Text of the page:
Life Science Seminar: Identifying the Mechanism of Direct Binding Between Streptococcus pneumoniae and influenza

Life Sciences Seminar
Identifying the Mechanism of Direct Binding Between Streptococcus pneumoniae and influenza

Trevor Penix
PhD Candidate, St. Jude Graduate School of Biomedical Sciences, St. Jude Children’s Research Hospital

Biotechnology and Molecular Biosciences '20

Hundreds of thousands of people die from influenza each year around the world, but the virus may not be working alone. Respiratory bacterial pathogens have been known to take advantage of influenza-infected hosts, greatly exacerbating disease. From the pandemic of 1918 to the swine flu of 2009, autopsies suggest secondary bacterial infections play a significant role in morbidity and mortality. Mechanisms have been established to explain this synergistic disease, but they all pertain to an indirect relationship between the two pathogens. Recently, the Rosch lab found that influenza can bind directly to the surface of Streptococcus pneumoniae, presenting a new, direct mechanism of synergy. Through preliminary studies, I have found the viral protein hemagglutinin to bind to S. pneumoniae, and as a part of my thesis project, I intend to find the bacterial counterpart of this protein interaction. Through proteomic and genetic approaches, I plan to uncover the molecular players responsible for this binding as well as determine the role this binding plays in disease. The goal is to develop a deeper understanding of this mechanism to help inform treatment of high-risk influenza patients, hopefully preventing deadly secondary bacterial infections.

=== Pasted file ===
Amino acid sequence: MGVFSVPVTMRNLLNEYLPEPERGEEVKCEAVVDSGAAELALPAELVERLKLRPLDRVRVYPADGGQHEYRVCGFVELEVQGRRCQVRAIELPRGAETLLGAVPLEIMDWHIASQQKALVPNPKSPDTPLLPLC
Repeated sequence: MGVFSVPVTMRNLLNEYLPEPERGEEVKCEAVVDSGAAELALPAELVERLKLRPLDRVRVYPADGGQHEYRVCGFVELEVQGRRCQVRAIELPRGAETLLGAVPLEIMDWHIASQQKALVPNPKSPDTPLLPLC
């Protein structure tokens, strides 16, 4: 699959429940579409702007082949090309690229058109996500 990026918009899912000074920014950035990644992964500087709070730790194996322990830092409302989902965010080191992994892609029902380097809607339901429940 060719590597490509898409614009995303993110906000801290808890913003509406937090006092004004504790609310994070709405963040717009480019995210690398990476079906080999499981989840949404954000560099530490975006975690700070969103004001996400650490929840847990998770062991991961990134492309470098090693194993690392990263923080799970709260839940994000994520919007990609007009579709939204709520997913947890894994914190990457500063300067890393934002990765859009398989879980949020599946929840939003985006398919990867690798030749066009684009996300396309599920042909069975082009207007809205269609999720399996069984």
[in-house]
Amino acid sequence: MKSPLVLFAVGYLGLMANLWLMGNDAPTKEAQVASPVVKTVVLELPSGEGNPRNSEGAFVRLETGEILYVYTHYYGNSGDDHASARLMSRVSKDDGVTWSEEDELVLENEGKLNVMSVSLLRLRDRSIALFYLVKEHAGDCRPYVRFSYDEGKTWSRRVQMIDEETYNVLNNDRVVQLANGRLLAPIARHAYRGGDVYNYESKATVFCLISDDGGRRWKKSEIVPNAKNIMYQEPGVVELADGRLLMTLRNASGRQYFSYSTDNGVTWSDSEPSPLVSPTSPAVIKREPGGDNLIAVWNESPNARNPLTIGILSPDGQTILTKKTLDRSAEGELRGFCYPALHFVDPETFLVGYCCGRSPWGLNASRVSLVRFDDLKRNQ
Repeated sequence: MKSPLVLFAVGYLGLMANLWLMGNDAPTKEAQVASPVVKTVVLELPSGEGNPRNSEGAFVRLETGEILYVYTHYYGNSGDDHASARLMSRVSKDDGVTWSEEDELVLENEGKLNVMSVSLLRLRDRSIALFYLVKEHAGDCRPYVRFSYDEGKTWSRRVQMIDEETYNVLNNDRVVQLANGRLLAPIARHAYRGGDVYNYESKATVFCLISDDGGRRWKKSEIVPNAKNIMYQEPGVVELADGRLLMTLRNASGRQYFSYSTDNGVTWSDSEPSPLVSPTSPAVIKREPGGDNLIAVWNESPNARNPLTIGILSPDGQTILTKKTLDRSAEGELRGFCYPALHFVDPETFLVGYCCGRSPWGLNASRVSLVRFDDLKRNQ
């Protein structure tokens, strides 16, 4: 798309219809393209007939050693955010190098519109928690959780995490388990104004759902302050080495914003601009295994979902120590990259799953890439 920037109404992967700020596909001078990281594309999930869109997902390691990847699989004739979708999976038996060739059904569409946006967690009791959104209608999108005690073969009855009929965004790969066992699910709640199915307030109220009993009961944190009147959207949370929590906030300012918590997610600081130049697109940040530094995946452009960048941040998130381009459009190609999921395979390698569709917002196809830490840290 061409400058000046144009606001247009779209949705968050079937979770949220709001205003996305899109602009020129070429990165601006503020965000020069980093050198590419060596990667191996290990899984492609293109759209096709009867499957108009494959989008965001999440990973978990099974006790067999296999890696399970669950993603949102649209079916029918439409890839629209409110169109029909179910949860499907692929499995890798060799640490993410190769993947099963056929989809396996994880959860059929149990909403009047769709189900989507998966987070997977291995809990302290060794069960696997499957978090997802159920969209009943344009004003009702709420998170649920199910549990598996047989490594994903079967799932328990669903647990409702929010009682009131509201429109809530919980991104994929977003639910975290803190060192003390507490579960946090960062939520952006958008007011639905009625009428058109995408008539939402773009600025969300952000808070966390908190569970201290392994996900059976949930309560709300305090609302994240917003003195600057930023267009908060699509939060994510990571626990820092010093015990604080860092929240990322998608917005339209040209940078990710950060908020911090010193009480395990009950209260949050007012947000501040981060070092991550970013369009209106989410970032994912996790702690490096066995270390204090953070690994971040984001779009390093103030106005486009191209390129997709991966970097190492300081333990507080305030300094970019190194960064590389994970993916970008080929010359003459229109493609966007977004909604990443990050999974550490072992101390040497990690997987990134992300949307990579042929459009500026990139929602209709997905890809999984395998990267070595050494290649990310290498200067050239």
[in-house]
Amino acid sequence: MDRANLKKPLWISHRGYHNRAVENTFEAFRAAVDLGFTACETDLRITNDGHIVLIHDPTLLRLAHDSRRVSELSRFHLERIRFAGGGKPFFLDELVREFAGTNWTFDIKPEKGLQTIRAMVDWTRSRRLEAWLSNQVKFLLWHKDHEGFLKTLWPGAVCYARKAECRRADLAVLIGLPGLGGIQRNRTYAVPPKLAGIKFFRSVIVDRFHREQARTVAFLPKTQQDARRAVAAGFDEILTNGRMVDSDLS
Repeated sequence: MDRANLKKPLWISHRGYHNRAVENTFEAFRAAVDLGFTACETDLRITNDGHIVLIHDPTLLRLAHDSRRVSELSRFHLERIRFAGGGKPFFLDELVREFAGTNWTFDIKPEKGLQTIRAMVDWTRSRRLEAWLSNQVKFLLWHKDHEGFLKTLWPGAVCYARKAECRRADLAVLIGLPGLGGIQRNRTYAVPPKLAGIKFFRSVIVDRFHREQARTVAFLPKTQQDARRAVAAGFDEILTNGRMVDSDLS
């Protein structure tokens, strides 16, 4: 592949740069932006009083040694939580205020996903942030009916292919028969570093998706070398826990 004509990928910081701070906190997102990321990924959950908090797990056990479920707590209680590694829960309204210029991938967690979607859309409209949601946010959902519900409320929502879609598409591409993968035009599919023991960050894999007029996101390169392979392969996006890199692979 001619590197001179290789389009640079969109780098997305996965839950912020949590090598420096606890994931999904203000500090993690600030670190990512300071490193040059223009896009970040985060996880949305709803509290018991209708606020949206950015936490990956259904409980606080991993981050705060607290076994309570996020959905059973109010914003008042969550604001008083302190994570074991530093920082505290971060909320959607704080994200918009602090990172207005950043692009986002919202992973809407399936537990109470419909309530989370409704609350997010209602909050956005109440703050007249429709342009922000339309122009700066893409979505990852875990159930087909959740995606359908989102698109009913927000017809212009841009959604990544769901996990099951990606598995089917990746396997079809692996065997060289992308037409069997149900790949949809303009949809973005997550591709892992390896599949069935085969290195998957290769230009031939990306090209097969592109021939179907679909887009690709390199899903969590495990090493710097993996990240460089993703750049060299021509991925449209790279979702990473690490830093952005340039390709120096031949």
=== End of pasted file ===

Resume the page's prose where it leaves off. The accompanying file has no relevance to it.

Speaker Bio:
Originally born in Prince Frederick, Maryland, Trevor Penix got his Bachelor of Science in Biotechnology and Molecular Biosciences from Rochester Institute of Technology in 2020, with minors in Applied Statistics and Game Design. During his undergraduate career, Trevor studied quorum-sensing in plant endophytes in the lab of Dr. Michael Savka. Currently, Trevor is working on his PhD at the St Jude Graduate School of Biomedical Sciences in Memphis, Tennessee. He works in the lab of Dr. Jason Rosch studying the synergistic relationship between influenza and Streptococcus pneumoniae in invasive disease.

Intended Audience:
Undergraduates, Graduates, Experts.

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Event Snapshot
When and Where
February 22, 2023
1:00 pm - 1:50 pm
Room/Location: A300

This is an RIT Only Event

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